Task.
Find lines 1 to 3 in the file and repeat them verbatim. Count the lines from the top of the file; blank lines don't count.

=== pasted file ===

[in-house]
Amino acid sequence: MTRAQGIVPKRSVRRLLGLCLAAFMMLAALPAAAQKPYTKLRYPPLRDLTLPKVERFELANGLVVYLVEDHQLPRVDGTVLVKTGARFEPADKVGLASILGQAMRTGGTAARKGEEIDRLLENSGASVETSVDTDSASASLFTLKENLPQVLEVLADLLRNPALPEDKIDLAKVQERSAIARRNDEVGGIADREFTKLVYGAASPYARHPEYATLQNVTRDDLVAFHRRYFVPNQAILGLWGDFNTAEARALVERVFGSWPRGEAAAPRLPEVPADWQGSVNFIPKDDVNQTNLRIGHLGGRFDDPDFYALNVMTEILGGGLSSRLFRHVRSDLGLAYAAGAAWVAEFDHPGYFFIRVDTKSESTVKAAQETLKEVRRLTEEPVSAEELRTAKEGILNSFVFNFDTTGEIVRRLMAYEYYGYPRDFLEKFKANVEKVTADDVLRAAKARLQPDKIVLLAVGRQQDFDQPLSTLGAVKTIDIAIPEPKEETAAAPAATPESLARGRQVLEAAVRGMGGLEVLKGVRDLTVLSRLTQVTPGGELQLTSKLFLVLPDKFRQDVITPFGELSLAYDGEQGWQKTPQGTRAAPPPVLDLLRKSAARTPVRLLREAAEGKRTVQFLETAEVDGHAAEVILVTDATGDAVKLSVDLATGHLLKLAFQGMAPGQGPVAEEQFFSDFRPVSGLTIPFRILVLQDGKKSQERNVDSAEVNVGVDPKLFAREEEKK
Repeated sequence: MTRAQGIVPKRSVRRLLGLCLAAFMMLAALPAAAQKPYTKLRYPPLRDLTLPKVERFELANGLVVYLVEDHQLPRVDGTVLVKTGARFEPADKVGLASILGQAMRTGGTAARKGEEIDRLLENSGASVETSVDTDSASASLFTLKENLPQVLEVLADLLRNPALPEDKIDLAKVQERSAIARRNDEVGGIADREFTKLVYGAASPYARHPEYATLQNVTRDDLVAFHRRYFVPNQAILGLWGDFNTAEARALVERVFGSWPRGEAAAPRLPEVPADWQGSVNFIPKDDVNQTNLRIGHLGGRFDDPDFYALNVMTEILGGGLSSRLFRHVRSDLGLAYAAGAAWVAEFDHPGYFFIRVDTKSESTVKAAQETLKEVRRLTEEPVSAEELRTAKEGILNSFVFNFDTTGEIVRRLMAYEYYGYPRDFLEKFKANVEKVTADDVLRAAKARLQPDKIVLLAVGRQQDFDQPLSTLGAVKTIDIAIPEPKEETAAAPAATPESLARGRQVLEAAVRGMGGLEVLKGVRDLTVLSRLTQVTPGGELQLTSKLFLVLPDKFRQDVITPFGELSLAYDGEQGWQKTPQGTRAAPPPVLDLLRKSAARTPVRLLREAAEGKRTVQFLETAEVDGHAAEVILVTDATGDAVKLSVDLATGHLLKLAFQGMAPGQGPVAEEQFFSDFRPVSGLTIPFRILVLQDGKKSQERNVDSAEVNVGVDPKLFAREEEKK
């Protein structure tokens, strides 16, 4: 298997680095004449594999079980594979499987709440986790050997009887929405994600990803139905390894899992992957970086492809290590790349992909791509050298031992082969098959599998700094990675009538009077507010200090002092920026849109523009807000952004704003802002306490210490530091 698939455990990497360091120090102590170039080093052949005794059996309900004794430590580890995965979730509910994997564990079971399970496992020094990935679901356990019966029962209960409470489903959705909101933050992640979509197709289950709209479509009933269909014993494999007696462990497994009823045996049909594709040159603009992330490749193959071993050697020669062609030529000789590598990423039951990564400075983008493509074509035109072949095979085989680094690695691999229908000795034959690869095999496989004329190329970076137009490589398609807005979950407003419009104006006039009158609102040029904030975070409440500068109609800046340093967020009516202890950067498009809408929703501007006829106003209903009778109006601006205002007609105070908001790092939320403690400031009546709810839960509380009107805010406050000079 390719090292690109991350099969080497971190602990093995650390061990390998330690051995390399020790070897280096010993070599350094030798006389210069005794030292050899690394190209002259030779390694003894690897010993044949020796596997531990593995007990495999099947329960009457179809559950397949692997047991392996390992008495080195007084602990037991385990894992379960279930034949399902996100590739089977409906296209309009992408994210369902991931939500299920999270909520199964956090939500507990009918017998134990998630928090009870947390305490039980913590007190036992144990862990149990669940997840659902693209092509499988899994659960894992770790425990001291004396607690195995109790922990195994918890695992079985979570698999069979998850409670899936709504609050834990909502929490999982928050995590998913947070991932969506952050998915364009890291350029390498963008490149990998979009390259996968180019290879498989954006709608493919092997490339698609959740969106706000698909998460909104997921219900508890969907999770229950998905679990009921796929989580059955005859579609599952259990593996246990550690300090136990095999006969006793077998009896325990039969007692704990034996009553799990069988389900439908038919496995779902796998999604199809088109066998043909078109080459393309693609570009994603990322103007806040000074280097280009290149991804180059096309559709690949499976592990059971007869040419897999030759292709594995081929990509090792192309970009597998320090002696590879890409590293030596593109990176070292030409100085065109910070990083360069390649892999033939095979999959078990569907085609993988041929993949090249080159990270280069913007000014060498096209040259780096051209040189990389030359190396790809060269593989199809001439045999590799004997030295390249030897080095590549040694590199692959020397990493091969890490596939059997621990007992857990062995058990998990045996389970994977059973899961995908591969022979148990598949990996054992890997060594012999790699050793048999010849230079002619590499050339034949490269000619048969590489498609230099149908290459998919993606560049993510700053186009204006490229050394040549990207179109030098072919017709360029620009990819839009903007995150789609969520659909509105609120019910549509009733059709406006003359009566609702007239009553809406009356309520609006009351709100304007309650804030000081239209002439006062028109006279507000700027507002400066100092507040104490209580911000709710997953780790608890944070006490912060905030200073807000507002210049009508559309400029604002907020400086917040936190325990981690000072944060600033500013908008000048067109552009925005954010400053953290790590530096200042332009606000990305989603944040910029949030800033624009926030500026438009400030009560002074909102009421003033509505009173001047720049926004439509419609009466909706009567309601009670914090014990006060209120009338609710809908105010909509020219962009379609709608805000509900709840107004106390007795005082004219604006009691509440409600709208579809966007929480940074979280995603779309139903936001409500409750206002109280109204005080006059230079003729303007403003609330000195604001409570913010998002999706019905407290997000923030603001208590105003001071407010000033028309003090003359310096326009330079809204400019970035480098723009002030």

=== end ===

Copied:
[in-house]
Amino acid sequence: MTRAQGIVPKRSVRRLLGLCLAAFMMLAALPAAAQKPYTKLRYPPLRDLTLPKVERFELANGLVVYLVEDHQLPRVDGTVLVKTGARFEPADKVGLASILGQAMRTGGTAARKGEEIDRLLENSGASVETSVDTDSASASLFTLKENLPQVLEVLADLLRNPALPEDKIDLAKVQERSAIARRNDEVGGIADREFTKLVYGAASPYARHPEYATLQNVTRDDLVAFHRRYFVPNQAILGLWGDFNTAEARALVERVFGSWPRGEAAAPRLPEVPADWQGSVNFIPKDDVNQTNLRIGHLGGRFDDPDFYALNVMTEILGGGLSSRLFRHVRSDLGLAYAAGAAWVAEFDHPGYFFIRVDTKSESTVKAAQETLKEVRRLTEEPVSAEELRTAKEGILNSFVFNFDTTGEIVRRLMAYEYYGYPRDFLEKFKANVEKVTADDVLRAAKARLQPDKIVLLAVGRQQDFDQPLSTLGAVKTIDIAIPEPKEETAAAPAATPESLARGRQVLEAAVRGMGGLEVLKGVRDLTVLSRLTQVTPGGELQLTSKLFLVLPDKFRQDVITPFGELSLAYDGEQGWQKTPQGTRAAPPPVLDLLRKSAARTPVRLLREAAEGKRTVQFLETAEVDGHAAEVILVTDATGDAVKLSVDLATGHLLKLAFQGMAPGQGPVAEEQFFSDFRPVSGLTIPFRILVLQDGKKSQERNVDSAEVNVGVDPKLFAREEEKK
Repeated sequence: MTRAQGIVPKRSVRRLLGLCLAAFMMLAALPAAAQKPYTKLRYPPLRDLTLPKVERFELANGLVVYLVEDHQLPRVDGTVLVKTGARFEPADKVGLASILGQAMRTGGTAARKGEEIDRLLENSGASVETSVDTDSASASLFTLKENLPQVLEVLADLLRNPALPEDKIDLAKVQERSAIARRNDEVGGIADREFTKLVYGAASPYARHPEYATLQNVTRDDLVAFHRRYFVPNQAILGLWGDFNTAEARALVERVFGSWPRGEAAAPRLPEVPADWQGSVNFIPKDDVNQTNLRIGHLGGRFDDPDFYALNVMTEILGGGLSSRLFRHVRSDLGLAYAAGAAWVAEFDHPGYFFIRVDTKSESTVKAAQETLKEVRRLTEEPVSAEELRTAKEGILNSFVFNFDTTGEIVRRLMAYEYYGYPRDFLEKFKANVEKVTADDVLRAAKARLQPDKIVLLAVGRQQDFDQPLSTLGAVKTIDIAIPEPKEETAAAPAATPESLARGRQVLEAAVRGMGGLEVLKGVRDLTVLSRLTQVTPGGELQLTSKLFLVLPDKFRQDVITPFGELSLAYDGEQGWQKTPQGTRAAPPPVLDLLRKSAARTPVRLLREAAEGKRTVQFLETAEVDGHAAEVILVTDATGDAVKLSVDLATGHLLKLAFQGMAPGQGPVAEEQFFSDFRPVSGLTIPFRILVLQDGKKSQERNVDSAEVNVGVDPKLFAREEEKK